General information

The Austrians are convinced that the word “Gugelhupf” origins in the Middle High German “gugele” (monk’s hood) and “hopf” (yeast). It might also come from the Alsace “Kouglhof”, though, a sweet dish which, according to legend, the Three Wise Men carried with them.


  1. Beat the egg yolks with the icing sugar, add the butter and cream.
  2. Preheat oven to 180 °C (fan) and grease Gugelhupf mould with melted butter.
  3. Whip up egg whites with a small pinch of salt and the granulated sugar to a stiff peak. Melt the chocolate coating in a bain-marie.
  4. Mix the flour with the baking powder and add to the egg yolk mix together with grated nuts, cocoa powder and melted chocolate. Carefully fold in the egg whites.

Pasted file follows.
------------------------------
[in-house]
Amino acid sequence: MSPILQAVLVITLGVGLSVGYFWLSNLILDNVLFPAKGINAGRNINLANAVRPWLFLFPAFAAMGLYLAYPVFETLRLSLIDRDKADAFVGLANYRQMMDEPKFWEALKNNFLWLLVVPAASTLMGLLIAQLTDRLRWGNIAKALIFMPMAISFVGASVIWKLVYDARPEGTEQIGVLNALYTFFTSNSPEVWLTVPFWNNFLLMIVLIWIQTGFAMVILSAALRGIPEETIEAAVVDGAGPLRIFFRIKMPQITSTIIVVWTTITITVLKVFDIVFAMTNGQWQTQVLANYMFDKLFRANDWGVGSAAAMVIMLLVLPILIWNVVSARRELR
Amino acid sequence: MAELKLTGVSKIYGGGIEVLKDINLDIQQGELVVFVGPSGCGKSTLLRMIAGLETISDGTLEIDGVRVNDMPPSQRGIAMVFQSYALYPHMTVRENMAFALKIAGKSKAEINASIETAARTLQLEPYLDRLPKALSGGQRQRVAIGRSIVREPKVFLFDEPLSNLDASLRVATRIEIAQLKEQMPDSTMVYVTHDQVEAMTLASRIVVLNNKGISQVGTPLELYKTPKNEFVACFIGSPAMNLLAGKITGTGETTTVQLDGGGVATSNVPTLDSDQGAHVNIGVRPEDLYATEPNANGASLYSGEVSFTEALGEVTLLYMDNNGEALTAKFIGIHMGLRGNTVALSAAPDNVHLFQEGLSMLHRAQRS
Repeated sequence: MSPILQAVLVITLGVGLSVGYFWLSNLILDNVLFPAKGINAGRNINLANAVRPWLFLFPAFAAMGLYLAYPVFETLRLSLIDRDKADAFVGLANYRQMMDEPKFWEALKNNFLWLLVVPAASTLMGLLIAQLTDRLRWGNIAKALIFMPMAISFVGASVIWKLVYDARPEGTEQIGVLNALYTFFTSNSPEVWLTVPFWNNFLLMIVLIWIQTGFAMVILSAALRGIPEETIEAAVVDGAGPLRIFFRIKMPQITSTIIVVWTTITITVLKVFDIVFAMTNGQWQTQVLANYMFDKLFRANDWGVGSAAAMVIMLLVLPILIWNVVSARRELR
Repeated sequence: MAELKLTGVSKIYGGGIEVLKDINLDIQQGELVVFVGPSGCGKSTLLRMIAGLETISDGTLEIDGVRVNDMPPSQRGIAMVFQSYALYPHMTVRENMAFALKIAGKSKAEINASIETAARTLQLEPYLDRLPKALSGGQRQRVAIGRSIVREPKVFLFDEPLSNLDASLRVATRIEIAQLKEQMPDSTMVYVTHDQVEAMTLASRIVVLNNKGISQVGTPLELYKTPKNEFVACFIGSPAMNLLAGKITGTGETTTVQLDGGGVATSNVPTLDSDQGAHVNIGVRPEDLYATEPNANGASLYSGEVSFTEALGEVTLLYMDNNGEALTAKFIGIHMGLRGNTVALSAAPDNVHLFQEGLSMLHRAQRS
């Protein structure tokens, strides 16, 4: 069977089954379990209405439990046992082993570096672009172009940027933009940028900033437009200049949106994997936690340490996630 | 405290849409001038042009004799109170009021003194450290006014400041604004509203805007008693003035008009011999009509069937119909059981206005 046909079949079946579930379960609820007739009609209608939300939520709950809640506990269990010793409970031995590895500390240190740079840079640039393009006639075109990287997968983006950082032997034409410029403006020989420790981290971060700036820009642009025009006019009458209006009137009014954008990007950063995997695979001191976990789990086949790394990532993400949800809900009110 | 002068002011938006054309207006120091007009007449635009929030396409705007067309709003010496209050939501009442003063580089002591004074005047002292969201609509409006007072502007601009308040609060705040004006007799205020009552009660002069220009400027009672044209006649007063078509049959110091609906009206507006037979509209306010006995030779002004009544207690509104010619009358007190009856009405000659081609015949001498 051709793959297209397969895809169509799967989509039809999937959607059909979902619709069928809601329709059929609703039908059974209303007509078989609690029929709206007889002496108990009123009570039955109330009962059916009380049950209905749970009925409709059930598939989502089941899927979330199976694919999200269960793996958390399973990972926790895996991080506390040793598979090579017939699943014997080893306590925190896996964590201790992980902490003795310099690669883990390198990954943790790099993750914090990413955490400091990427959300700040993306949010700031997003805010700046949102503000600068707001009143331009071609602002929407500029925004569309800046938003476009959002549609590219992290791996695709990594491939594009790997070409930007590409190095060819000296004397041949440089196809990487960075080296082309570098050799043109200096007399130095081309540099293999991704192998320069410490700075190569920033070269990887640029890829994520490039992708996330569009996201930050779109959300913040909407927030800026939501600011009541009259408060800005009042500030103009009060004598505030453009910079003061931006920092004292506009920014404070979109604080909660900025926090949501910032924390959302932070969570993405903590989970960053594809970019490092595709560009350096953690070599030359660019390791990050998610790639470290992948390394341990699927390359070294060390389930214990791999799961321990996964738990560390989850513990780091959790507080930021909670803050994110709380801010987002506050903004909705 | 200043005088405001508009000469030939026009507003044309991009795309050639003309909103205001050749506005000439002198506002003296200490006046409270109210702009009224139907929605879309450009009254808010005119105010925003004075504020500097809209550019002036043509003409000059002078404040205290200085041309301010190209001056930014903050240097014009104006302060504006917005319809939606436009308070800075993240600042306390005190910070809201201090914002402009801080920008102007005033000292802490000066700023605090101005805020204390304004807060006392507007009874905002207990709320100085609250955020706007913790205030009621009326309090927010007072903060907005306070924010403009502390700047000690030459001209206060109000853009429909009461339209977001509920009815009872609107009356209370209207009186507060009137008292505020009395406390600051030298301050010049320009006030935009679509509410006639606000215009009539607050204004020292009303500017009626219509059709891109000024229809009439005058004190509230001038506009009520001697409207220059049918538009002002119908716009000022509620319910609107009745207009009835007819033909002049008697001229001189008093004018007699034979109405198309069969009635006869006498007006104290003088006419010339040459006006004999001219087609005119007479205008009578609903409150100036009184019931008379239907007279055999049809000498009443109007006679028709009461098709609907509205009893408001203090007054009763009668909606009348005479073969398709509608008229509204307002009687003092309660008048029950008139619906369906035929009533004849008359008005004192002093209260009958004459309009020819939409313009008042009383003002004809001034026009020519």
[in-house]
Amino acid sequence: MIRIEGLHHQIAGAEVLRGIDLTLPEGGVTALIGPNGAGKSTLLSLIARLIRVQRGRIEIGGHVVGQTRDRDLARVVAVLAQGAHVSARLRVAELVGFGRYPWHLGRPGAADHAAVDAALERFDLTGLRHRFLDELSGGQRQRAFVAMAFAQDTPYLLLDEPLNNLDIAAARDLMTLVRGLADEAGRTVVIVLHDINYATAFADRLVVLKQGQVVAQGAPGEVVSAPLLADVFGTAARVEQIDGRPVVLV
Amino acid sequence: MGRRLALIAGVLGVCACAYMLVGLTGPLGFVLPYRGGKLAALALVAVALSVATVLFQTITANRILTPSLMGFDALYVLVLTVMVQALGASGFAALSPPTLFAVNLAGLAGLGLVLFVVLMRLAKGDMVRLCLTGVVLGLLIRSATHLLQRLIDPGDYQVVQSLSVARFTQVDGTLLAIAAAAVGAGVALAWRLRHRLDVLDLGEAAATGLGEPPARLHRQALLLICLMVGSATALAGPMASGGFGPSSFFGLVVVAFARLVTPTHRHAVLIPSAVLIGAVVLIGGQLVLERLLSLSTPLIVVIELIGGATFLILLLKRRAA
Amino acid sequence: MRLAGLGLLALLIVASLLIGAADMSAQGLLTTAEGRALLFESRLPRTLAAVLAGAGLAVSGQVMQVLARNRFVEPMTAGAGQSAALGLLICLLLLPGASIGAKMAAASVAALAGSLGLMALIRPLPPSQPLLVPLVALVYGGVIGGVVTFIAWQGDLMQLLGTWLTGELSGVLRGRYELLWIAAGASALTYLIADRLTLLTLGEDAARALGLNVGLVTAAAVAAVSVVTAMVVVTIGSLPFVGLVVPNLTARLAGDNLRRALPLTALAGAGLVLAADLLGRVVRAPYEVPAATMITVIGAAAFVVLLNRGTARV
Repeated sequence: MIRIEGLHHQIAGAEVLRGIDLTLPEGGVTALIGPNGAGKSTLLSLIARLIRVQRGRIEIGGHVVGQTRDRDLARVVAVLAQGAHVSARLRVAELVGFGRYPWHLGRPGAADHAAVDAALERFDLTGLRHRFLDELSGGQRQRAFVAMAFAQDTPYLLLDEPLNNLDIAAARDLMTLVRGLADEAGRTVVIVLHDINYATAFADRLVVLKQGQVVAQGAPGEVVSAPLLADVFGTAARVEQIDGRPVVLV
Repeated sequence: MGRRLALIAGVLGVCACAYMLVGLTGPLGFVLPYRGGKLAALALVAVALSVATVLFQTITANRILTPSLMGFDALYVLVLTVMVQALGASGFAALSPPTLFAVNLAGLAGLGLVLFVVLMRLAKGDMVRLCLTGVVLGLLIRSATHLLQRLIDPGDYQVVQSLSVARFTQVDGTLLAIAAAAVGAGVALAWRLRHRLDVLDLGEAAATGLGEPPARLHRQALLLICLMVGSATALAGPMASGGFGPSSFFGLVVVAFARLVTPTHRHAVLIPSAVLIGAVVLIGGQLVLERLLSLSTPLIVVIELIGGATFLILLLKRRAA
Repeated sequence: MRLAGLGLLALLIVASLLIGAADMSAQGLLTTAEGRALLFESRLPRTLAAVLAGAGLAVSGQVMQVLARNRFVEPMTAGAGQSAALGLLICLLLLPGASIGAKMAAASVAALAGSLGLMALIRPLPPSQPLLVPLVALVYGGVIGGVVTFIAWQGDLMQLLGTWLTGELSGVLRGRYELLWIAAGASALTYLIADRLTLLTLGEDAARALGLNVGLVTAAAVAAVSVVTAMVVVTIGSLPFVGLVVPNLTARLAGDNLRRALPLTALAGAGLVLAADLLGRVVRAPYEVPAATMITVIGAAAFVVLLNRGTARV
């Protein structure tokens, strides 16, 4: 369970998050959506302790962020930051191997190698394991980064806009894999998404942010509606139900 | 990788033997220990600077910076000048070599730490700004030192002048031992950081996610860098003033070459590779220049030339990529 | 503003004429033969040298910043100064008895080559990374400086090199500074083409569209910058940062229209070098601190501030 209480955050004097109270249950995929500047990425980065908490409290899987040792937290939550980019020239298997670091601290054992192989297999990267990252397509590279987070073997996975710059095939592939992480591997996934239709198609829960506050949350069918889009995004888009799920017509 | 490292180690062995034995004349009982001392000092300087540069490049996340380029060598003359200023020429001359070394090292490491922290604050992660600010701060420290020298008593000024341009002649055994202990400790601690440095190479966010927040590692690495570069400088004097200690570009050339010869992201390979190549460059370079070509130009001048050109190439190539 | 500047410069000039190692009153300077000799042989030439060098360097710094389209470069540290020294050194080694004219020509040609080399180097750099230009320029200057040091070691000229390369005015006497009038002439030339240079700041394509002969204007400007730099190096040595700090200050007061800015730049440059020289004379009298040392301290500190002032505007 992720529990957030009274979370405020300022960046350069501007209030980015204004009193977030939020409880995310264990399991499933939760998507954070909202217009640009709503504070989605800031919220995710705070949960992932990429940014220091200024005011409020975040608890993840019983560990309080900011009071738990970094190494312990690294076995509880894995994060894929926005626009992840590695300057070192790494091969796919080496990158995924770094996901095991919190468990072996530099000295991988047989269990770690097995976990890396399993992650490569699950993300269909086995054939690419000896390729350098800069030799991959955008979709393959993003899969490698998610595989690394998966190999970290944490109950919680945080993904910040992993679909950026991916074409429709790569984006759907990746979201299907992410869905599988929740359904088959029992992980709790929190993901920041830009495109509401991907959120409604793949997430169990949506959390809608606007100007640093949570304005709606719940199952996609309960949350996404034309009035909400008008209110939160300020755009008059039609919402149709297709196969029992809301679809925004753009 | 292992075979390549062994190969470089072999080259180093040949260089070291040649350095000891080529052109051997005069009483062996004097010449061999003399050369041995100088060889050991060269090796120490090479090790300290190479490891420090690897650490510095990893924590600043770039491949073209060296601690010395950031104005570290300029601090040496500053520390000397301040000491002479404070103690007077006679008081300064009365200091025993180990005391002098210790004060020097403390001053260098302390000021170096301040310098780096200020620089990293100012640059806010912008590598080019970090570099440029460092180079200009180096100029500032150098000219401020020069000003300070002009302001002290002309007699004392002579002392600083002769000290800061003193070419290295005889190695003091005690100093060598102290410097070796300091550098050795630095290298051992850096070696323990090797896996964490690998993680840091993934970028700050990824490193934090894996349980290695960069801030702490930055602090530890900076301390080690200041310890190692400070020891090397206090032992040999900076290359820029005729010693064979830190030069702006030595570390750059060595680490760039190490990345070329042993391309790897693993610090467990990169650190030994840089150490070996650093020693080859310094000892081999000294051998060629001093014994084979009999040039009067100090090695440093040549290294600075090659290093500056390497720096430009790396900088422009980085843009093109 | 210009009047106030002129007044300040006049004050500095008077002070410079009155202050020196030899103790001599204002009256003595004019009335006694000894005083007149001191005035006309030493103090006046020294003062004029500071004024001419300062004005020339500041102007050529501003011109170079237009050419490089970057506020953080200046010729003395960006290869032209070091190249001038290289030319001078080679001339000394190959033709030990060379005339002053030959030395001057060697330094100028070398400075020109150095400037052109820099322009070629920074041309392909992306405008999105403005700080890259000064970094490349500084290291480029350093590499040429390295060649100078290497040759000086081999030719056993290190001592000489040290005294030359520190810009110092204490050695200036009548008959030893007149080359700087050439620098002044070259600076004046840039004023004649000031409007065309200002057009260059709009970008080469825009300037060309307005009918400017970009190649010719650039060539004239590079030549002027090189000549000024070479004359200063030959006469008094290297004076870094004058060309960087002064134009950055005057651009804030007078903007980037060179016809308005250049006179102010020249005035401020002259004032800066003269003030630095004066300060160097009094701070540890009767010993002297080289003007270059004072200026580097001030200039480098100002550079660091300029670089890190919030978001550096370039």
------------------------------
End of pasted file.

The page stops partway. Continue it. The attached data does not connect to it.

5. Pour the mixture into the mould and bake 50 – 55 minutes. Cool slightly, and tip out. Dust with icing sugar or glaze.
  6. Glaze: Cover the lukewarm Gugelhupf with the currant jam and leave to cool. Melt the chocolate in a bain-marie together with butter and coconut fat and stir. Continue stirring until it has cooled. Cover the Gugelhupf with the glaze and sprinkle with cracknel or chopped nuts.


Source: Austrian National Tourist Office